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BIOGRAPHICAL DATA

HENRY W. HARTSFIELD Jr., is mission commander. Born Nov. 21, 1933, in Birmingham, AL, he retired in 1977 from the U.S. Air Force, as a colonel, with more than 22 years active service and continued his assignment as a NASA astronaut in a civilian capacity. He was pilot for STS-4, the fourth and final orbital test flight of the orbiter Columbia. On his second Shuttle flight, he was commander of the STS-41- D maiden flight of Discovery.

Hartsfield received a bachelor of science degree in physics from Auburn University in 1954. He did graduate work in physics at Duke University, and in astronautics at the Air Force Institute of Technology. He received a master of science degree in engineering science from the University of Tennessee.

Hartsfield served in the Air Force with the 53rd Tactical Fighter Squadron in Bitburg, Germany. He graduated from USAF Test Pilot School at Edwards Air Force Base, CA, and instructed there before assignment as an astronaut to the USAF Manned Orbiting Laboratory (MOL) Program, which was canceled. He has more than 6,400 hours flying time, with 5,700 in jets.

STEVEN R. NAGEL, Lt. Col., USAF, is the 61-A pilot. Born Oct. 27, 1946, in Canton, IL, he became an astronaut in 1979. His assignments include T-38 chase pilot for STS-1, mission specialist on STS-51-G, support crew and backup entry CAPCOM for STS-2; support crew and primary entry CAPCOM for STS- 3.

He was an F-100 pilot with the 68th Tactical Fighter Squadron at England AFB, LA, and served one year as a T-28 instructor for the Laotian Air Force at Udorn, Thailand. He was also test pilot on various projects including the F-4 and A-7D. He has 4,900 hours flying time, 3,100 in jets.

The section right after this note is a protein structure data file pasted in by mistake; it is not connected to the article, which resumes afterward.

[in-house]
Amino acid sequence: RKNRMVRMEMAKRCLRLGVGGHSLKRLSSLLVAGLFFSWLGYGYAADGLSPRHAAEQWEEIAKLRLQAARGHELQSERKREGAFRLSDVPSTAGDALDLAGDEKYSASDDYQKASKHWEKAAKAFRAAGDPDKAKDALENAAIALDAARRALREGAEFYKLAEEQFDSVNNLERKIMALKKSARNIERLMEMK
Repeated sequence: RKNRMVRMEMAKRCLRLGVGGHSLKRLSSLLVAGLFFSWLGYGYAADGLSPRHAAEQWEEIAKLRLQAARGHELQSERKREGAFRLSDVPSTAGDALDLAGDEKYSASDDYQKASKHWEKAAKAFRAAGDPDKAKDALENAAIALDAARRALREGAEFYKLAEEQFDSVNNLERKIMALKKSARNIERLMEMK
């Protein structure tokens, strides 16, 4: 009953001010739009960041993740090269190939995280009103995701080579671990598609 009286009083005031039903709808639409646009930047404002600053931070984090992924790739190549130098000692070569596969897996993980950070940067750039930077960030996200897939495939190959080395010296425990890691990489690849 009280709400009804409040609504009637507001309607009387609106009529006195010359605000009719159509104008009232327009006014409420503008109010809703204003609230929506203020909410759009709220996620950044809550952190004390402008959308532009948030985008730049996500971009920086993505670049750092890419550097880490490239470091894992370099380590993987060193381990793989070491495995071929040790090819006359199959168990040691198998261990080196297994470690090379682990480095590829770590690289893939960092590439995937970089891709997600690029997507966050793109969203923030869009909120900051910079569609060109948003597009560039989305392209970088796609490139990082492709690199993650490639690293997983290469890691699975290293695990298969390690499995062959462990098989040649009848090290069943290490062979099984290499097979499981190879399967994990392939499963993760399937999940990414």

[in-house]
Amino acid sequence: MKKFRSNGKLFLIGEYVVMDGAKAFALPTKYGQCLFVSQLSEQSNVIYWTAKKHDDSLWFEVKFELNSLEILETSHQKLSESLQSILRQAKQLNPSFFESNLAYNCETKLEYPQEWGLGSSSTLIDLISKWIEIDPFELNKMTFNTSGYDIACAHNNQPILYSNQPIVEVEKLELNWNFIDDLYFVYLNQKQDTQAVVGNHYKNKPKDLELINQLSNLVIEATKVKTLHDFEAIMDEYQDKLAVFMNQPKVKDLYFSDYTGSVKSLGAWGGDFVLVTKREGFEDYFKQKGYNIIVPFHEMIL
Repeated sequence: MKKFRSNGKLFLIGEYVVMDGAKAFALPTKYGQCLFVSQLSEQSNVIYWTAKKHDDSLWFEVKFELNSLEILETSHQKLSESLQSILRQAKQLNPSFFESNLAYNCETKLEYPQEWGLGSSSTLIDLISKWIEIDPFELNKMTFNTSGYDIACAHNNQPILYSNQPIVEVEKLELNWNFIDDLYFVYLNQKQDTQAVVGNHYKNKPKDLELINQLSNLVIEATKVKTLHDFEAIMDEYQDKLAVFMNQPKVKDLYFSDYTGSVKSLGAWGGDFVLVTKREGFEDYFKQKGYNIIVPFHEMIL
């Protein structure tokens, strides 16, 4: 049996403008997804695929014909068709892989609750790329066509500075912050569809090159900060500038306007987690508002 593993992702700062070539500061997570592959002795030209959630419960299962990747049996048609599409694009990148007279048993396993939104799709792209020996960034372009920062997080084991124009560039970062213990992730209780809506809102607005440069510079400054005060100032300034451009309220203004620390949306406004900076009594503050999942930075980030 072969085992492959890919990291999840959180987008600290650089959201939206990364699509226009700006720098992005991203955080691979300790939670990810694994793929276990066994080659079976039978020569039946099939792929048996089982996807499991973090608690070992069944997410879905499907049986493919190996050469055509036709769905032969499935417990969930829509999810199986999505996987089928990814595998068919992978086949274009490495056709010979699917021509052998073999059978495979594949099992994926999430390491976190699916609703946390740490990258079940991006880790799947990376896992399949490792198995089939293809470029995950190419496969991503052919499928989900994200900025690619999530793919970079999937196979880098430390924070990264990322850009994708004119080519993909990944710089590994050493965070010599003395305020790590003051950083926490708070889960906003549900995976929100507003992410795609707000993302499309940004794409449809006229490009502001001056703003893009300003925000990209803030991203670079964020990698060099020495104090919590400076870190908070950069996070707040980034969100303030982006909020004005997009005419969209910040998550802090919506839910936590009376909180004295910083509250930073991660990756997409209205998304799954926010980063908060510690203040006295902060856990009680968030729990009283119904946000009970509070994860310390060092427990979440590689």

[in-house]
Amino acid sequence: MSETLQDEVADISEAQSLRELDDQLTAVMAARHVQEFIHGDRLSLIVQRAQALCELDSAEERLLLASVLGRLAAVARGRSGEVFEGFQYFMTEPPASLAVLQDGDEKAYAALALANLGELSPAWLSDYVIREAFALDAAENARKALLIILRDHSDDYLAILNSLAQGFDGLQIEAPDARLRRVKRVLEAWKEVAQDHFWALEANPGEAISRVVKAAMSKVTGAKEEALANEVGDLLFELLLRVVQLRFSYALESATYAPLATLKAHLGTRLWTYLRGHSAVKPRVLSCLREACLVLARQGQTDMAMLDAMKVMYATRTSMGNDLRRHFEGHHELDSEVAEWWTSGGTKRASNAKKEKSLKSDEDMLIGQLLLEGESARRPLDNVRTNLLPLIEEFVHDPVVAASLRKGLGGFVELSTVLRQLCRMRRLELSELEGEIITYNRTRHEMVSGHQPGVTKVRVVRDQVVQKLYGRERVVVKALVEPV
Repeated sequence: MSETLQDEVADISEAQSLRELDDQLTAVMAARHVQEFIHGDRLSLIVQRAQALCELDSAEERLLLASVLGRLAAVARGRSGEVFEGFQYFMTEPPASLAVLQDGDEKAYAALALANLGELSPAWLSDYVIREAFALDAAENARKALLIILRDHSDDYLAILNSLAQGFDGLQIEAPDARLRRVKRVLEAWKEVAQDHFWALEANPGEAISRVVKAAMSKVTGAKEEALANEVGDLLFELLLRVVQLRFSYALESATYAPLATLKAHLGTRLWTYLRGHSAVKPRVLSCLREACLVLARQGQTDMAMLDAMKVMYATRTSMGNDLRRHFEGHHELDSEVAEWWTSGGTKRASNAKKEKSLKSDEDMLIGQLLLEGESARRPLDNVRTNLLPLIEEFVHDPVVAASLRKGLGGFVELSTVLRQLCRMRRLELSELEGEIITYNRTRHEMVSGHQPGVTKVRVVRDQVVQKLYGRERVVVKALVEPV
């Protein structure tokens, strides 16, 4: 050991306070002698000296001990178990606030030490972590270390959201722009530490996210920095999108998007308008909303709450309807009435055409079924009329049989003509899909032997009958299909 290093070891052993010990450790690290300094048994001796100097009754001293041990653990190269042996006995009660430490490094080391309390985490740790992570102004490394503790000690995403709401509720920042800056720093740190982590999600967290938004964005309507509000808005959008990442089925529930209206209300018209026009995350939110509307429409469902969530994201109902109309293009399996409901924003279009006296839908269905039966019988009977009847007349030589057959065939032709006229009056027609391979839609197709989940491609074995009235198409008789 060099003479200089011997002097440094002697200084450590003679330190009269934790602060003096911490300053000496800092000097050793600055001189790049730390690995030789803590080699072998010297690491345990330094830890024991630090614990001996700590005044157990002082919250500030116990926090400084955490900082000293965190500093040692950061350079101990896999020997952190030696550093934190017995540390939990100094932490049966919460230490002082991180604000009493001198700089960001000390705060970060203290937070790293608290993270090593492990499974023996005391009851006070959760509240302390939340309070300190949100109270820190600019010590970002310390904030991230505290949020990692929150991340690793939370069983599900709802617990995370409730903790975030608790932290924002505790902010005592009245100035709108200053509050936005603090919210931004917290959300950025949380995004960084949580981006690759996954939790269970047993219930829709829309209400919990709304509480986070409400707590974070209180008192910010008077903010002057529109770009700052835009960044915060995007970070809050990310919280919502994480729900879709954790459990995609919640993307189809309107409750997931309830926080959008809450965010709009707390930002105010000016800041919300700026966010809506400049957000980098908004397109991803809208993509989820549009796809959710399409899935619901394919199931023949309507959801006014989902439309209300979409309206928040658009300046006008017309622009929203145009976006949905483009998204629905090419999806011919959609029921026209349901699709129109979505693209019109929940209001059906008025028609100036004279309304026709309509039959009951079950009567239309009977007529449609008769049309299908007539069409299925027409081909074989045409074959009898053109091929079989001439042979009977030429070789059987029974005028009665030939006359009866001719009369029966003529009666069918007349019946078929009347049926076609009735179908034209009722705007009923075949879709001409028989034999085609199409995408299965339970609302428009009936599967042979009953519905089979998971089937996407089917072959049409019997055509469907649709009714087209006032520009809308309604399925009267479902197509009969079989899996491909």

BONNIE J. DUNBAR is a mission specialist. Born March 3, 1949, in Sunnyside, WA, she became a NASA astronaut in 1980. She has been a payload officer/flight controller at Johnson Space Center; served as guidance and navigation officer/flight controller for the Skylab reentry mission; and was payload officer for integration of several Spaced Shuttle payloads.

Dunbar received bachelor of science and master of science degrees in ceramic engineering from the University of Washington and a doctorate in biomedical engineering from the University of Houston.

She served as a systems analyst at Boeing Computer Services; participated in research on wetting behavior of liquids on solid substrates as visiting scientist at Harwell Laboratories in Oxford, England; was senior research engineer at Rockwell International; and was a member of the Krafft Ehricke evaluation committee on space industrialization concepts. Dunbar is a private pilot with more than 200 hours in single-engine land aircraft. She has logged more than 300 hours as a co-pilot in T-38 jets.

JAMES F. BUCHLI, Colonel, USMC, is a mission specialist. Born June 20, 1945, in Rockford, ND, he was selected as an astronaut in 1978. He flew as a mission specialist on Shuttle mission 51-C, the first Department of Defense mission.

Buchli received a bachelor of science degree in aeronautical engineering from the U.S. Naval Academy and a master of science degree in aeronautical engineering systems from the University of West Florida.

In the U.S. Marine Corps, he served in the Republic of Vietnam; with the Marine Fighter/Attack Squadron at Kaneohe Bay, Hawaii and Iwakuni, Japan; and performed additional duties at Namphone, Thailand, and Iwakuni, Japan. He has logged 3,000 hours flying time, 2,800 in jets.

Edited by Richard W. Orloff, 01/2001/Page 27

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